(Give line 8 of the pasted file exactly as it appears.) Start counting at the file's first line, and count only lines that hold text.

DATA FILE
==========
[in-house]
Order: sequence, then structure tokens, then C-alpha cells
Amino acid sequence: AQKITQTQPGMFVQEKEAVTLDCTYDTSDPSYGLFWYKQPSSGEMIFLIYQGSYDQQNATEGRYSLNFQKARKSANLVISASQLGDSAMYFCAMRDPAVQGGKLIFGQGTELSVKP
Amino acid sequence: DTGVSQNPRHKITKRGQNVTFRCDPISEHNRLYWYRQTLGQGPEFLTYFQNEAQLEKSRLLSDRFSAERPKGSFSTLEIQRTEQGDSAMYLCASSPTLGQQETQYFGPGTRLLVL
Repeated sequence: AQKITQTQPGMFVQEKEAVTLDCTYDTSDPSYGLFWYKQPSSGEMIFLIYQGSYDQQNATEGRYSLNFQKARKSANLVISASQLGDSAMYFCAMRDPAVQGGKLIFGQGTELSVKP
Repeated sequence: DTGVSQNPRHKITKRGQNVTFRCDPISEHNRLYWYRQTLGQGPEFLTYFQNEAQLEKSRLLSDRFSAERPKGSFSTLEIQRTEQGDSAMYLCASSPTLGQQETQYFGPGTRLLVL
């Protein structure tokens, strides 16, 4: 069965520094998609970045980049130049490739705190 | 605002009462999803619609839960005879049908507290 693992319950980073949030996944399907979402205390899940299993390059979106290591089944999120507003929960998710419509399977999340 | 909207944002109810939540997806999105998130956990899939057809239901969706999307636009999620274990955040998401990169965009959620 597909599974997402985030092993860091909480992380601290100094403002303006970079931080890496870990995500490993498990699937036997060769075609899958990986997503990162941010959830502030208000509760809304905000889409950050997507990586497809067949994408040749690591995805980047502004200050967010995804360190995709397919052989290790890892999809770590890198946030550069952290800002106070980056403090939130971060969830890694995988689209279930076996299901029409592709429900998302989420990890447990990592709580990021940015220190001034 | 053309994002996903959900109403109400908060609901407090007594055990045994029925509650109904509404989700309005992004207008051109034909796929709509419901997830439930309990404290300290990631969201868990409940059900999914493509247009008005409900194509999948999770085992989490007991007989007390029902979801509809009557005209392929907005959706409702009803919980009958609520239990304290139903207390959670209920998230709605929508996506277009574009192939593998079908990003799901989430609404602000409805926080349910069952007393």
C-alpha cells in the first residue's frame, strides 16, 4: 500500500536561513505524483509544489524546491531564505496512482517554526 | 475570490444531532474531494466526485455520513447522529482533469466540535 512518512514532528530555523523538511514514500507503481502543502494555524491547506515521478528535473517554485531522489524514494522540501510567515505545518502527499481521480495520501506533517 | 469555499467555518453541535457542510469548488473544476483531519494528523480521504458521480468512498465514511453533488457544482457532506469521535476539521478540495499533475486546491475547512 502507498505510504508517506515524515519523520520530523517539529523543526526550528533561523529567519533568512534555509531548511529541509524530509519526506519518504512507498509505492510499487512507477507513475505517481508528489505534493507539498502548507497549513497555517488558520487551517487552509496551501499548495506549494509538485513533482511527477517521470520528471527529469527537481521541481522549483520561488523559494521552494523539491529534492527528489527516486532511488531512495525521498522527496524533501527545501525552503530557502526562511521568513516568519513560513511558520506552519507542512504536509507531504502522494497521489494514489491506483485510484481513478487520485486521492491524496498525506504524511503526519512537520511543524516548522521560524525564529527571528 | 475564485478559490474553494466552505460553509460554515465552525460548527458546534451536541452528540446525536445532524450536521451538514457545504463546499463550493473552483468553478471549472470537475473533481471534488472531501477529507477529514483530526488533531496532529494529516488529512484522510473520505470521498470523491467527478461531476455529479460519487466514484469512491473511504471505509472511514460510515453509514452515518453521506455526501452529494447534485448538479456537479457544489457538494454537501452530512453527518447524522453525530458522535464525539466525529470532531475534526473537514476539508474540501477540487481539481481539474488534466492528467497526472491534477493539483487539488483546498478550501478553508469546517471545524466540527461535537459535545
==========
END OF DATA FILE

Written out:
C-alpha cells in the first residue's frame, strides 16, 4: 500500500536561513505524483509544489524546491531564505496512482517554526 | 475570490444531532474531494466526485455520513447522529482533469466540535 512518512514532528530555523523538511514514500507503481502543502494555524491547506515521478528535473517554485531522489524514494522540501510567515505545518502527499481521480495520501506533517 | 469555499467555518453541535457542510469548488473544476483531519494528523480521504458521480468512498465514511453533488457544482457532506469521535476539521478540495499533475486546491475547512 502507498505510504508517506515524515519523520520530523517539529523543526526550528533561523529567519533568512534555509531548511529541509524530509519526506519518504512507498509505492510499487512507477507513475505517481508528489505534493507539498502548507497549513497555517488558520487551517487552509496551501499548495506549494509538485513533482511527477517521470520528471527529469527537481521541481522549483520561488523559494521552494523539491529534492527528489527516486532511488531512495525521498522527496524533501527545501525552503530557502526562511521568513516568519513560513511558520506552519507542512504536509507531504502522494497521489494514489491506483485510484481513478487520485486521492491524496498525506504524511503526519512537520511543524516548522521560524525564529527571528 | 475564485478559490474553494466552505460553509460554515465552525460548527458546534451536541452528540446525536445532524450536521451538514457545504463546499463550493473552483468553478471549472470537475473533481471534488472531501477529507477529514483530526488533531496532529494529516488529512484522510473520505470521498470523491467527478461531476455529479460519487466514484469512491473511504471505509472511514460510515453509514452515518453521506455526501452529494447534485448538479456537479457544489457538494454537501452530512453527518447524522453525530458522535464525539466525529470532531475534526473537514476539508474540501477540487481539481481539474488534466492528467497526472491534477493539483487539488483546498478550501478553508469546517471545524466540527461535537459535545